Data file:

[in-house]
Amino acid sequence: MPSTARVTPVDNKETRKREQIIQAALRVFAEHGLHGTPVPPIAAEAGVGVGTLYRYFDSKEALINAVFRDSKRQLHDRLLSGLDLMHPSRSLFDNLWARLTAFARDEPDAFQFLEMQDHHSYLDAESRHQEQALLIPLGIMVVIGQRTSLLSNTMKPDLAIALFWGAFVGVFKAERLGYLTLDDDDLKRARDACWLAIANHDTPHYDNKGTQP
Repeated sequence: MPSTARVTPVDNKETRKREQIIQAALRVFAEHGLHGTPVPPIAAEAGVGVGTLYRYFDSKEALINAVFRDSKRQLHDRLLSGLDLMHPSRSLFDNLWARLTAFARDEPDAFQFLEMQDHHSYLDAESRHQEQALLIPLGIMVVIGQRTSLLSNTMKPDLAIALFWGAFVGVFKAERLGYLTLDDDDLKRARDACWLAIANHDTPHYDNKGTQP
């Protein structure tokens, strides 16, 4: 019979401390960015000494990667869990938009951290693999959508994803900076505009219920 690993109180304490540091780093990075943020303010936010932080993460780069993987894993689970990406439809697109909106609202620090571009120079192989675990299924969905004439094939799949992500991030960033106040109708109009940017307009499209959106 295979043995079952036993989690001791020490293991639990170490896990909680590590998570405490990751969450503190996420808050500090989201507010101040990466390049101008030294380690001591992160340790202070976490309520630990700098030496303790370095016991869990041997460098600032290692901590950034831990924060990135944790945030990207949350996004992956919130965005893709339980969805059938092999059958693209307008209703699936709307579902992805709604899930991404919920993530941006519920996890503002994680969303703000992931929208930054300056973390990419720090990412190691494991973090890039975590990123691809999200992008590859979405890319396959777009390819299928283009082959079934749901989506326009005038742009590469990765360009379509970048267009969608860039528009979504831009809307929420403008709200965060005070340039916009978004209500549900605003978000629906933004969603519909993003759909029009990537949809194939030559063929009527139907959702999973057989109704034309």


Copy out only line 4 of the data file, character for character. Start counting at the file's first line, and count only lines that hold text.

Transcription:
């Protein structure tokens, strides 16, 4: 019979401390960015000494990667869990938009951290693999959508994803900076505009219920 690993109180304490540091780093990075943020303010936010932080993460780069993987894993689970990406439809697109909106609202620090571009120079192989675990299924969905004439094939799949992500991030960033106040109708109009940017307009499209959106 295979043995079952036993989690001791020490293991639990170490896990909680590590998570405490990751969450503190996420808050500090989201507010101040990466390049101008030294380690001591992160340790202070976490309520630990700098030496303790370095016991869990041997460098600032290692901590950034831990924060990135944790945030990207949350996004992956919130965005893709339980969805059938092999059958693209307008209703699936709307579902992805709604899930991404919920993530941006519920996890503002994680969303703000992931929208930054300056973390990419720090990412190691494991973090890039975590990123691809999200992008590859979405890319396959777009390819299928283009082959079934749901989506326009005038742009590469990765360009379509970048267009969608860039528009979504831009809307929420403008709200965060005070340039916009978004209500549900605003978000629906933004969603519909993003759909029009990537949809194939030559063929009527139907959702999973057989109704034309």